Dilara Fındıkoğlu Fall/Winter 2024: a holy sanctuary of gritty beauty

Dilara Fındıkoğlu Fall/Winter 2024: a holy sanctuary of gritty beauty

by Juliette Eleuterio
4 min

The queen of the grotesque Dilara Fındıkoğlu took us to the St Luke Old Street Anglican church for her Fall/Winter 2024 collection, a ritualistic display of twisted feminine beauty mixed with tragedy, in a collection titled “Femme Vortex.”

Closing off day three, guests were ushered into the church’s front yard to wait for the tall wooden doors’ to open, greeted with one of Dilara’s model pouting and posing on a bench, dressed in a black corseted dress, giving us a teaser of what’s to come.

Upon entering the chilling church, pointed arches and imposing stone pillars welcomed visitors into the unlit space, where camera flashes and hand-held torches were our only source of light. Whispers of Dilara stitching together the last remainder of pieces just minutes before the show started travelled throughout the church, confession-style, with the runway show started of course fashionably late.

Friend of the brand and general style icon, Hari Nef opened the show in a look entitled “Female Territory” – a sheer-cupped white corset top matched with a button-up white shirt and blazer wrapped around the lower half of her body and tied together with a large safety pin, while a lace-up white choker around wrapped around her neck and an eyelet-style belt was placed in a bow shape around her head. A woman on the move, Dilara captured femininity to a T just with this first look, as objects such as a watch, pen, and lighter were placed in the bra cups, a quintessential womanly-tendency thanks to womenswear’s lack of pockets.

It wasn’t the drop-dead gorgeous looks nor the fact that it was Hari Nef that captivated the crowd from the get-go – at least not entirely. Nef turned up the theatrics, taking her time down the church’s aisle, letting go of the usual fashion show fast walk. As models came and went, we saw them walking in a distorted contortion only a haunted old doll could pull off. Everyone’s mind went straight to the recent Maison Margiela Artisanal show that took place during Couture Week, and with reason. The common denominator between the two was Pat Boguslawski, the movement director who brings mystical sensuality to the runway.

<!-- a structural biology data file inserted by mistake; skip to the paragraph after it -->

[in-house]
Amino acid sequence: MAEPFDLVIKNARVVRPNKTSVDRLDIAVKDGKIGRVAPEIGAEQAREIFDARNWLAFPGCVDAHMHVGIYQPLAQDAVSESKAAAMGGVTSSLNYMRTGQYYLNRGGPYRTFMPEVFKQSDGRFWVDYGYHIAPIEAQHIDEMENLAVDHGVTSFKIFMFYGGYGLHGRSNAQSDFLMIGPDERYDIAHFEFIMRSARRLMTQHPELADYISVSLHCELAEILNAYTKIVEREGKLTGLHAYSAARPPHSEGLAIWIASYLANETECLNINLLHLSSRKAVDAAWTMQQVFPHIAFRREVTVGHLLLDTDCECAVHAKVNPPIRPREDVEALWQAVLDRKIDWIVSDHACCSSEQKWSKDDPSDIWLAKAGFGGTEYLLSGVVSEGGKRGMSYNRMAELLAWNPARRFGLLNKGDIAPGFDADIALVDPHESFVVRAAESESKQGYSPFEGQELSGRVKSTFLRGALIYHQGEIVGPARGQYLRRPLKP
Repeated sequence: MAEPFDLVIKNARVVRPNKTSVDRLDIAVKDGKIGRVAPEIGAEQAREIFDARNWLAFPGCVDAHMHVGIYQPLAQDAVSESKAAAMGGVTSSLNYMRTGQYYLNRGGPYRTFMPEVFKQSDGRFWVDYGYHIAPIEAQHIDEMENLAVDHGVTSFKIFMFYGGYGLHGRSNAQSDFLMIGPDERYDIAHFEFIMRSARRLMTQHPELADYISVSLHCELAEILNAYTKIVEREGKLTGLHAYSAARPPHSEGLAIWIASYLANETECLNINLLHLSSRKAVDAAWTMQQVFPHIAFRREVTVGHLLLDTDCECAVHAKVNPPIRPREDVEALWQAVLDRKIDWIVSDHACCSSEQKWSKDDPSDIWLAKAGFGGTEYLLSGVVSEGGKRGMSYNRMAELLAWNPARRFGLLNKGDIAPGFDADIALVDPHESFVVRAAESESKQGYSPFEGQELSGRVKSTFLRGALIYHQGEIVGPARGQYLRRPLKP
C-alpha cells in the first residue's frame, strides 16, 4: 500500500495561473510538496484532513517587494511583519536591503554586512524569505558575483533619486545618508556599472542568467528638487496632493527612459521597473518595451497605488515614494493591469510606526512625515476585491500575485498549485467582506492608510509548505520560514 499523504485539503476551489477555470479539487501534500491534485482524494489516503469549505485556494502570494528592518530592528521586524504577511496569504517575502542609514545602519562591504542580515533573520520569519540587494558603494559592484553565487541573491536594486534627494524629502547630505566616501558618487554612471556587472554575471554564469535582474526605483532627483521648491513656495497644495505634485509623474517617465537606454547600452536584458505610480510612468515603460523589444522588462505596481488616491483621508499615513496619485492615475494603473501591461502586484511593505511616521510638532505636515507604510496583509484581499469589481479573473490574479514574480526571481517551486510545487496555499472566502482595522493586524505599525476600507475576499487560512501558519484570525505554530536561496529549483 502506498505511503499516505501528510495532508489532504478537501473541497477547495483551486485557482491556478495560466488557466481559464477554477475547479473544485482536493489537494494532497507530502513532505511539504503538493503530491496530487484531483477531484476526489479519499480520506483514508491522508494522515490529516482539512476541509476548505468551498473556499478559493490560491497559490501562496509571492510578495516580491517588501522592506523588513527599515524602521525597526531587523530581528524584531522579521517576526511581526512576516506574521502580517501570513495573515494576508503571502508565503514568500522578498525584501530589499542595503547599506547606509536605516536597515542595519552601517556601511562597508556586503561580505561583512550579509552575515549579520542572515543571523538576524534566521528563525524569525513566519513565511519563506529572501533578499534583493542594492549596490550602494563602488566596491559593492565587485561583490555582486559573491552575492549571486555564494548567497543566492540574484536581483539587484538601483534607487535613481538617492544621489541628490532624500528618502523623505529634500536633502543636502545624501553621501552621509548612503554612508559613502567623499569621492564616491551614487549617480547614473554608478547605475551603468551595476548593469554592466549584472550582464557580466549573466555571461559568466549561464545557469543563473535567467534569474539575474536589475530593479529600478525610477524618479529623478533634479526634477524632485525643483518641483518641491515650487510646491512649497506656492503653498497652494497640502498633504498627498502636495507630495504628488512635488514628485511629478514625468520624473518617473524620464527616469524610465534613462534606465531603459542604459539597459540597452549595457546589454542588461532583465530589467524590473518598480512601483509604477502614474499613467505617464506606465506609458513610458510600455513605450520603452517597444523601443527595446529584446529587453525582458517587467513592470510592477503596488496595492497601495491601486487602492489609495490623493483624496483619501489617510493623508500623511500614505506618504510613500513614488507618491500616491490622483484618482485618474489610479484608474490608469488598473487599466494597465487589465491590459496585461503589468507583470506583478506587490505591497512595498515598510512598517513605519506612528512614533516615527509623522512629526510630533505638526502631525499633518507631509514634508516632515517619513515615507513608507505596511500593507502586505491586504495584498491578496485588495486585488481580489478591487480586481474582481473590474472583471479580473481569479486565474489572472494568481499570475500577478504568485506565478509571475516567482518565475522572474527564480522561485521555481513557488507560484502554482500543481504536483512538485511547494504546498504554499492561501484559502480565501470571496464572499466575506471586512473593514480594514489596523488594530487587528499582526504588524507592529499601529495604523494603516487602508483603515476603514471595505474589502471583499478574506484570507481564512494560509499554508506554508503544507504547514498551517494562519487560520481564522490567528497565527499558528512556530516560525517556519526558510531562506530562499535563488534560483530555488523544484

In her show notes, the Turkish-British designer explains “This is a manifesto for a world order born of an unrelenting vortex of femme energy; a way of being and feeling that transcends the parochial strictures of conventional masculinity.” Dilara’s revolution had to start in a monumental place such as a church, a place of worship for the masculine subject, God, and a place that has historically informed our society and its values.

The new-world order is being re-written with latex bondage, bloomers and sheer skirts. That’s not to say men aren’t part of this new world, as a cinched two-piece suit with its white collar flipped upwards would prove. It’s more about ditching the idea of genders altogether, and focusing on energies instead, and for Dilara, feminine energy is the one she wants to summon.

Once again, Dilara has managed to create a stunning collection within a fictional world that is a reflection of our own, or rather, a reflection of what our own fails and lacks in. Even down to the details, Dilara has picture-perfected them; one model is seen holding a newspaper that reads “OMG Dilara is doing a satanic orgy at a London Church,” another wears a leather top made up of two stiletto heels laced up together, and still another stuffed her corset top with hair accessories and a vintage-style pocket mirror.

Dilara’s beauty is other-worldly, giving her wearers a new look that merges femininity with a gritty and grotesque quality that we haven’t seen since the Lee McQueen days. Earlier this week, the newly-appointed Creative Director Seán McGirr showed off his new vision for the Alexander McQueen brand that rehashed an old logo drawn up by Lee himself, but still left fans questioning his position. If McGirr announced his vision for the new era of McQueen, Dilara conjured up Lee’s spirit, honouring his legacy and making his impact ever-so evident through a feathered dress that was reminiscent of the VOSS SS01 show and a bumster-style skirt worn by Richie Shazam. What Dilara would look like at the House of McQueen is something we’ll still have to use our imagination for.

The collection ended with two gowns – the typically considered bridal look coming in before last while the black gown titled “Waking of the Witch” served as the finale. Once again, Dilara flipped the script on its head, getting rid of old notions set in place through the patriarchal eye.

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